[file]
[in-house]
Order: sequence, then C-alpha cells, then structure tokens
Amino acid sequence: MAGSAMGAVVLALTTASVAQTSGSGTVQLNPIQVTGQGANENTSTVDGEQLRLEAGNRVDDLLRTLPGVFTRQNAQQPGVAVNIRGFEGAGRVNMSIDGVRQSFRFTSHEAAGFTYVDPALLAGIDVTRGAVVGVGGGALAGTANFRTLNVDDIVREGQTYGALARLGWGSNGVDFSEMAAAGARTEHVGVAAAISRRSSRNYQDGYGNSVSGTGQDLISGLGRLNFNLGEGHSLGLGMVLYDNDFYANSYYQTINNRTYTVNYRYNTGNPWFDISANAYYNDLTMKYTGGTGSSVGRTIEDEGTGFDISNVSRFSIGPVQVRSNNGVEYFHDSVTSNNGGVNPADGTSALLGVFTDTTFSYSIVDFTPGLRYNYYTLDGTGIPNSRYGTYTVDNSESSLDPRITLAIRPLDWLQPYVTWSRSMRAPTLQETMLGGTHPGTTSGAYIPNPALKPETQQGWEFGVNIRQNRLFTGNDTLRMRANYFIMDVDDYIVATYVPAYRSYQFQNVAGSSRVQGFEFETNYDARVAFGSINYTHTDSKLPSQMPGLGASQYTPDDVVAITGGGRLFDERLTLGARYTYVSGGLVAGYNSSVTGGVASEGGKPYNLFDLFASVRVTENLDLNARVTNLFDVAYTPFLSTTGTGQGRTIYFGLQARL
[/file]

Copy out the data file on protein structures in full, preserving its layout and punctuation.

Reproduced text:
[in-house]
Order: sequence, then C-alpha cells, then structure tokens
Amino acid sequence: MAGSAMGAVVLALTTASVAQTSGSGTVQLNPIQVTGQGANENTSTVDGEQLRLEAGNRVDDLLRTLPGVFTRQNAQQPGVAVNIRGFEGAGRVNMSIDGVRQSFRFTSHEAAGFTYVDPALLAGIDVTRGAVVGVGGGALAGTANFRTLNVDDIVREGQTYGALARLGWGSNGVDFSEMAAAGARTEHVGVAAAISRRSSRNYQDGYGNSVSGTGQDLISGLGRLNFNLGEGHSLGLGMVLYDNDFYANSYYQTINNRTYTVNYRYNTGNPWFDISANAYYNDLTMKYTGGTGSSVGRTIEDEGTGFDISNVSRFSIGPVQVRSNNGVEYFHDSVTSNNGGVNPADGTSALLGVFTDTTFSYSIVDFTPGLRYNYYTLDGTGIPNSRYGTYTVDNSESSLDPRITLAIRPLDWLQPYVTWSRSMRAPTLQETMLGGTHPGTTSGAYIPNPALKPETQQGWEFGVNIRQNRLFTGNDTLRMRANYFIMDVDDYIVATYVPAYRSYQFQNVAGSSRVQGFEFETNYDARVAFGSINYTHTDSKLPSQMPGLGASQYTPDDVVAITGGGRLFDERLTLGARYTYVSGGLVAGYNSSVTGGVASEGGKPYNLFDLFASVRVTENLDLNARVTNLFDVAYTPFLSTTGTGQGRTIYFGLQARL